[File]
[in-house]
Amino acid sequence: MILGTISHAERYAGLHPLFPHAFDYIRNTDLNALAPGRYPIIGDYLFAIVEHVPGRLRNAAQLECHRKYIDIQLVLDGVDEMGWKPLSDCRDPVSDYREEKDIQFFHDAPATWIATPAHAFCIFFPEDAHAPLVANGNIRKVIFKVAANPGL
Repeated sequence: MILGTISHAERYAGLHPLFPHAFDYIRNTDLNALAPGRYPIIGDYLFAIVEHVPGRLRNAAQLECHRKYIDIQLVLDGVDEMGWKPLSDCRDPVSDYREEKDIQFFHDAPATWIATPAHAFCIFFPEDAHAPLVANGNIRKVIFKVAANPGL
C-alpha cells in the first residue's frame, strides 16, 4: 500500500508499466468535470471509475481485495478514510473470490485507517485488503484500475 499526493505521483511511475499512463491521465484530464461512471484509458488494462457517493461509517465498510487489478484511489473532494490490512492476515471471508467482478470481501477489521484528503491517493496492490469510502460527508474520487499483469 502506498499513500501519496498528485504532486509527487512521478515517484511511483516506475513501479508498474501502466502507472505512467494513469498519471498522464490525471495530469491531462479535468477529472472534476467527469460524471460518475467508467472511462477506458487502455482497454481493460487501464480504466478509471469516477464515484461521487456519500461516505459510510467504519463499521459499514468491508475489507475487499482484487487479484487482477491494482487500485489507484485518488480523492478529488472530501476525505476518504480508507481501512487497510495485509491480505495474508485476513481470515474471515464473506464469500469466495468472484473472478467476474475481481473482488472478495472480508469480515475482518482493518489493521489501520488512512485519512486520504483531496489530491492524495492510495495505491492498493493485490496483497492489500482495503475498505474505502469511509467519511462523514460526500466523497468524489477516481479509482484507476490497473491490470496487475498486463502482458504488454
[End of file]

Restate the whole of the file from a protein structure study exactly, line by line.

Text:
[in-house]
Amino acid sequence: MILGTISHAERYAGLHPLFPHAFDYIRNTDLNALAPGRYPIIGDYLFAIVEHVPGRLRNAAQLECHRKYIDIQLVLDGVDEMGWKPLSDCRDPVSDYREEKDIQFFHDAPATWIATPAHAFCIFFPEDAHAPLVANGNIRKVIFKVAANPGL
Repeated sequence: MILGTISHAERYAGLHPLFPHAFDYIRNTDLNALAPGRYPIIGDYLFAIVEHVPGRLRNAAQLECHRKYIDIQLVLDGVDEMGWKPLSDCRDPVSDYREEKDIQFFHDAPATWIATPAHAFCIFFPEDAHAPLVANGNIRKVIFKVAANPGL
C-alpha cells in the first residue's frame, strides 16, 4: 500500500508499466468535470471509475481485495478514510473470490485507517485488503484500475 499526493505521483511511475499512463491521465484530464461512471484509458488494462457517493461509517465498510487489478484511489473532494490490512492476515471471508467482478470481501477489521484528503491517493496492490469510502460527508474520487499483469 502506498499513500501519496498528485504532486509527487512521478515517484511511483516506475513501479508498474501502466502507472505512467494513469498519471498522464490525471495530469491531462479535468477529472472534476467527469460524471460518475467508467472511462477506458487502455482497454481493460487501464480504466478509471469516477464515484461521487456519500461516505459510510467504519463499521459499514468491508475489507475487499482484487487479484487482477491494482487500485489507484485518488480523492478529488472530501476525505476518504480508507481501512487497510495485509491480505495474508485476513481470515474471515464473506464469500469466495468472484473472478467476474475481481473482488472478495472480508469480515475482518482493518489493521489501520488512512485519512486520504483531496489530491492524495492510495495505491492498493493485490496483497492489500482495503475498505474505502469511509467519511462523514460526500466523497468524489477516481479509482484507476490497473491490470496487475498486463502482458504488454